ONDON (Reuters) - Imagine being able
to check instantly whether or not statements made by politicians
were correct. That is the sort of service Google Inc. boss Eric
Schmidt believes the Internet will offer within five years.
Politicians have yet to appreciate the impact
of the online world, which will also affect the outcome of
elections, Schmidt said in an interview with the Financial Times
published on Wednesday.
He predicted that "truth predictor" software
would, within five years, "hold politicians to account." People
would be able to use programs to check seemingly factual
statements against historical data to see to see if they were
"One of my messages to them (politicians) is
to think about having every one of your voters online all the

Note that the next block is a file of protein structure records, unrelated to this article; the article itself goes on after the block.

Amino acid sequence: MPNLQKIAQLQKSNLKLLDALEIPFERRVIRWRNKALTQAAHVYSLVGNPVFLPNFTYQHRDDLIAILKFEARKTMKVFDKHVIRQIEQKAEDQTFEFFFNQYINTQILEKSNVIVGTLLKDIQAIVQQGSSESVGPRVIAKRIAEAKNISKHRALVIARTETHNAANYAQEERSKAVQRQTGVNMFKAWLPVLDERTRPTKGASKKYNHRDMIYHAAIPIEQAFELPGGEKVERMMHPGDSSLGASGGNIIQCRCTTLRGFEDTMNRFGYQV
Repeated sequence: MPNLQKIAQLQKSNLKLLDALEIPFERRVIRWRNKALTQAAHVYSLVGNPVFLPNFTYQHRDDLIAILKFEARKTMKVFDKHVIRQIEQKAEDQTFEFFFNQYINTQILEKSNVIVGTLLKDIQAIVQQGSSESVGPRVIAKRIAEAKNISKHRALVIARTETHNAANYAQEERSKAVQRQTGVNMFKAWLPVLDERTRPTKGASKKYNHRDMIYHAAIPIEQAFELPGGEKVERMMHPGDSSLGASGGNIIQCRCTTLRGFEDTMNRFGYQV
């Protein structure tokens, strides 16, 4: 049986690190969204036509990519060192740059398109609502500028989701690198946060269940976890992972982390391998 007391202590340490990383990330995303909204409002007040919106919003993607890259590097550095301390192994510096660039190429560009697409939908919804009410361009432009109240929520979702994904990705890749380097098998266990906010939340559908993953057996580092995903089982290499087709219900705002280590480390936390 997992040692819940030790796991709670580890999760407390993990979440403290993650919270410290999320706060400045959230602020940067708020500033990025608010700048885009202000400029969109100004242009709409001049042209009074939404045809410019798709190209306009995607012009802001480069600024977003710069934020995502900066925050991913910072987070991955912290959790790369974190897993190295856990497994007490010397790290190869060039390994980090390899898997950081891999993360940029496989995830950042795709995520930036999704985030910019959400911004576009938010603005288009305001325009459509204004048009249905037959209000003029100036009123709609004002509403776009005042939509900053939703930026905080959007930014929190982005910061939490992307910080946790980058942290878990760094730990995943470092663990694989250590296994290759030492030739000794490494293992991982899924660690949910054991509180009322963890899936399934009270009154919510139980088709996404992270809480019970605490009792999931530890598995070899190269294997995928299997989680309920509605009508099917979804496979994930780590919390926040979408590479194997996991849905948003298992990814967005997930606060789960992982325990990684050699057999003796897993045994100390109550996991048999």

time, then inputting 'is this true or false.' We (at Google) are
not in charge of truth but we might be able to give a
probability," he told the newspaper.
The chairman and chief executive of the
world's most popular Internet search engine was speaking during
a visit to Britain this week, where he met British Prime
Minister Tony Blair and spoke at the opposition Conservative
Party's annual conference.
"Many of the politicians don't actually
understand the phenomenon of the Internet very well," Schmidt
told the Financial Times. "It's partly because of their age ...
often what they learn about the Internet they learn from their
staffs and their children."
The advent of television taught political
leaders the art of the sound bite. The Internet will also force
them to adapt.
"The Internet has largely filled a role of
funding for politicians ... but it has not yet affected
elections. It clearly will," Schmidt said.
Writing in the Sun tabloid, the Google boss
said the online world has empowered ordinary people with the
ability to challenge governments, the media and business.
"It has broken down the barriers that exist
between people and information, effectively democratizing access
to human knowledge," Schmidt wrote.